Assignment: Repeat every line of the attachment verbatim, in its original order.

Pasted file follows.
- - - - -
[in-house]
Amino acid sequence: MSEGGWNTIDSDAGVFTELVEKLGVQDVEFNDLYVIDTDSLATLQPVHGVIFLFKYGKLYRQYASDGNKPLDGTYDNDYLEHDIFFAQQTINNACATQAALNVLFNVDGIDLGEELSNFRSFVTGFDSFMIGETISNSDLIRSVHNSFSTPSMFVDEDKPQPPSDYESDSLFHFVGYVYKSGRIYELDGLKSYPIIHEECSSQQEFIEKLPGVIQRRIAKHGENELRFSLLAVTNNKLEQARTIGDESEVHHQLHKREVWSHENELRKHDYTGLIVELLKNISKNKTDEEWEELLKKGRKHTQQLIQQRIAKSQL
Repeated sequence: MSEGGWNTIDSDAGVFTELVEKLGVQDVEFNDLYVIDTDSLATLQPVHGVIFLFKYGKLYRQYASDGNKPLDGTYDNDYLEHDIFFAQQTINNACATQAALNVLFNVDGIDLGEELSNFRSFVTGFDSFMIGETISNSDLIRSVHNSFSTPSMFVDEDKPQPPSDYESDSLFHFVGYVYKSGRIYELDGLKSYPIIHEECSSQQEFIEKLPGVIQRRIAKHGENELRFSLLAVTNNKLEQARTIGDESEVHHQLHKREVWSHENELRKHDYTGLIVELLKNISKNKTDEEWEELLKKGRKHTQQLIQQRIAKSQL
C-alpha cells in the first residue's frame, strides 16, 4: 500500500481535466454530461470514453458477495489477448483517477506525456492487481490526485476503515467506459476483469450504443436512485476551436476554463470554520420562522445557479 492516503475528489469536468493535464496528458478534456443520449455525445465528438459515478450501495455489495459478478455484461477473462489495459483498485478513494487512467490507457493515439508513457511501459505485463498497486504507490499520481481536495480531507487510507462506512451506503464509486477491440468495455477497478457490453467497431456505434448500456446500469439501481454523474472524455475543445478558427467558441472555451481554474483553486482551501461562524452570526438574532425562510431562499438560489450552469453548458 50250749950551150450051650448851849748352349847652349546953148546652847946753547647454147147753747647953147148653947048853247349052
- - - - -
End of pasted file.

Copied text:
[in-house]
Amino acid sequence: MSEGGWNTIDSDAGVFTELVEKLGVQDVEFNDLYVIDTDSLATLQPVHGVIFLFKYGKLYRQYASDGNKPLDGTYDNDYLEHDIFFAQQTINNACATQAALNVLFNVDGIDLGEELSNFRSFVTGFDSFMIGETISNSDLIRSVHNSFSTPSMFVDEDKPQPPSDYESDSLFHFVGYVYKSGRIYELDGLKSYPIIHEECSSQQEFIEKLPGVIQRRIAKHGENELRFSLLAVTNNKLEQARTIGDESEVHHQLHKREVWSHENELRKHDYTGLIVELLKNISKNKTDEEWEELLKKGRKHTQQLIQQRIAKSQL
Repeated sequence: MSEGGWNTIDSDAGVFTELVEKLGVQDVEFNDLYVIDTDSLATLQPVHGVIFLFKYGKLYRQYASDGNKPLDGTYDNDYLEHDIFFAQQTINNACATQAALNVLFNVDGIDLGEELSNFRSFVTGFDSFMIGETISNSDLIRSVHNSFSTPSMFVDEDKPQPPSDYESDSLFHFVGYVYKSGRIYELDGLKSYPIIHEECSSQQEFIEKLPGVIQRRIAKHGENELRFSLLAVTNNKLEQARTIGDESEVHHQLHKREVWSHENELRKHDYTGLIVELLKNISKNKTDEEWEELLKKGRKHTQQLIQQRIAKSQL
C-alpha cells in the first residue's frame, strides 16, 4: 500500500481535466454530461470514453458477495489477448483517477506525456492487481490526485476503515467506459476483469450504443436512485476551436476554463470554520420562522445557479 492516503475528489469536468493535464496528458478534456443520449455525445465528438459515478450501495455489495459478478455484461477473462489495459483498485478513494487512467490507457493515439508513457511501459505485463498497486504507490499520481481536495480531507487510507462506512451506503464509486477491440468495455477497478457490453467497431456505434448500456446500469439501481454523474472524455475543445478558427467558441472555451481554474483553486482551501461562524452570526438574532425562510431562499438560489450552469453548458 50250749950551150450051650448851849748352349847652349546953148546652847946753547647454147147753747647953147148653947048853247349052